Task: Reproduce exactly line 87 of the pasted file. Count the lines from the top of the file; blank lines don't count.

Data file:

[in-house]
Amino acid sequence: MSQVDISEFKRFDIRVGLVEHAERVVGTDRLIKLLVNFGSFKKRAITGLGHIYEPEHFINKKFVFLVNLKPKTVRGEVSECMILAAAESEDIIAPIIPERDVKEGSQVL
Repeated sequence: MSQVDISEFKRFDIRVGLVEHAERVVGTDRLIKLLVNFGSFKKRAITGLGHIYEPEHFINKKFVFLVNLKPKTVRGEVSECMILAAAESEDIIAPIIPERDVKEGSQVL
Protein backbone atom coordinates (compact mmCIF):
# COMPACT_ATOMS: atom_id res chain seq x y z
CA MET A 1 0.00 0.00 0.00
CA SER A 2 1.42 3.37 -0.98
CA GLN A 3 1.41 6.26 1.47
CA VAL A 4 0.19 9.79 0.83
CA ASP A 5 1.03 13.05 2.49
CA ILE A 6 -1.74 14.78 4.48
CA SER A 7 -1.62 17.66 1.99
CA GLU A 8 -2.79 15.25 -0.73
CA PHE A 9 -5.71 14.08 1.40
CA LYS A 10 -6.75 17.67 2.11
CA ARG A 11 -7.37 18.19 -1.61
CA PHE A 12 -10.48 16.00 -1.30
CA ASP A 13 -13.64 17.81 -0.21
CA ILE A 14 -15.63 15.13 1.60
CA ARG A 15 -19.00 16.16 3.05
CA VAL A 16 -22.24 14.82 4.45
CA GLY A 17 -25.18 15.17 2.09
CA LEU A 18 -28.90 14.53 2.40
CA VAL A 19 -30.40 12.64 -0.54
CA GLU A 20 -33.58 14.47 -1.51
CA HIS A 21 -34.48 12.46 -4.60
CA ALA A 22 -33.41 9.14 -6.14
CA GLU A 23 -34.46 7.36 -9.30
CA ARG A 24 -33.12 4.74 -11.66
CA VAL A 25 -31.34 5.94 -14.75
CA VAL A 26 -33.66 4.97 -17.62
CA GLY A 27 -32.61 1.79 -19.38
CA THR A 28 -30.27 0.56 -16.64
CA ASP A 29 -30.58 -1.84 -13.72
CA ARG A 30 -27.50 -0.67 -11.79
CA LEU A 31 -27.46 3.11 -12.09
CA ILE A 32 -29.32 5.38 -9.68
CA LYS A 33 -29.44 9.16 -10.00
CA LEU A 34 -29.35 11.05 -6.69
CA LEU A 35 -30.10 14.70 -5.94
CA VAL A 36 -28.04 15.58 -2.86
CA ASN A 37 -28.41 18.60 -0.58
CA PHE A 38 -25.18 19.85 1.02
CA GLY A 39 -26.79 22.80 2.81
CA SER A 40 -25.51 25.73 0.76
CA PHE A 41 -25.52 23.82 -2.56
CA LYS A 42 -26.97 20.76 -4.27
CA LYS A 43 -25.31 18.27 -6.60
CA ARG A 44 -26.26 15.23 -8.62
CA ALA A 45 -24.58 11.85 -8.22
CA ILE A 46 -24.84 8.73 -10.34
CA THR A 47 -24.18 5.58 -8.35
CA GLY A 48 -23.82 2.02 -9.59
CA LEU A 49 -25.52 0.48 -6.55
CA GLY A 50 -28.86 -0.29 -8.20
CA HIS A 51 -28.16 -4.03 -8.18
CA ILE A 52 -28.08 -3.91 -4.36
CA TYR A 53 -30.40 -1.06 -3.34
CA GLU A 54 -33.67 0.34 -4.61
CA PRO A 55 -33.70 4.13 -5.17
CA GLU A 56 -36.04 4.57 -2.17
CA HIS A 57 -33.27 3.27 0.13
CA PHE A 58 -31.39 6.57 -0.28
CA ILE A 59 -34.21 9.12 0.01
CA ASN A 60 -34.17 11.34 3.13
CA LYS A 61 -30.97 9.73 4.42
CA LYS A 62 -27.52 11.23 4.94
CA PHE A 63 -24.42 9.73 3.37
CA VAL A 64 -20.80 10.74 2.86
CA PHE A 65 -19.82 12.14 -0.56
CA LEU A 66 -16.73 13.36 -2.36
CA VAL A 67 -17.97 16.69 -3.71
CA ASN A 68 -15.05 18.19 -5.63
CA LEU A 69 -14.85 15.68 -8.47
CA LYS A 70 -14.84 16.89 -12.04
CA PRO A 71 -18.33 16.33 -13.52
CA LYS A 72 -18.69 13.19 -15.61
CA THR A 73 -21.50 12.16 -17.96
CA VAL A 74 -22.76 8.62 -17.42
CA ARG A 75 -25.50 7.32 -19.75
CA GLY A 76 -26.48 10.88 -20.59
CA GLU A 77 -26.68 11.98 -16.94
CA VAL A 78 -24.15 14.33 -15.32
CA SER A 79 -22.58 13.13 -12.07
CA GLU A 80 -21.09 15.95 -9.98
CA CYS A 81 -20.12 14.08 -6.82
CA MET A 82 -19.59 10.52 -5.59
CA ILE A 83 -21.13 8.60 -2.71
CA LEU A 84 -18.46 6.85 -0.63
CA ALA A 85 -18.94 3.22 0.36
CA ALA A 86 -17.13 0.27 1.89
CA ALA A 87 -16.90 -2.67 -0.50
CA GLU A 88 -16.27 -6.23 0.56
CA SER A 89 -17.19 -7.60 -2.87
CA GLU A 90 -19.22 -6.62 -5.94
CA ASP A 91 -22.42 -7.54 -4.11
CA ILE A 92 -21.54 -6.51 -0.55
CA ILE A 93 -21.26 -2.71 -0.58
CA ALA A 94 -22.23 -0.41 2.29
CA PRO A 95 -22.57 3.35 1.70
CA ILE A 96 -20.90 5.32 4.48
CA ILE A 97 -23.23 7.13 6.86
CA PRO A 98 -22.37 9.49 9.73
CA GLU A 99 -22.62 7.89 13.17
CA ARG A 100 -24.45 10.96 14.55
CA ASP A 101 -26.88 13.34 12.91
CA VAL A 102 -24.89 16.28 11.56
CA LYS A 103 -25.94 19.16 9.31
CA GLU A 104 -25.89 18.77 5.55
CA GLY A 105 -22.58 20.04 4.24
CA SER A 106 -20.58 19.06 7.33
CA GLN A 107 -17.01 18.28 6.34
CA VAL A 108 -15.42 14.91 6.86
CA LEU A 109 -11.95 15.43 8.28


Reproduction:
CA MET A 82 -19.59 10.52 -5.59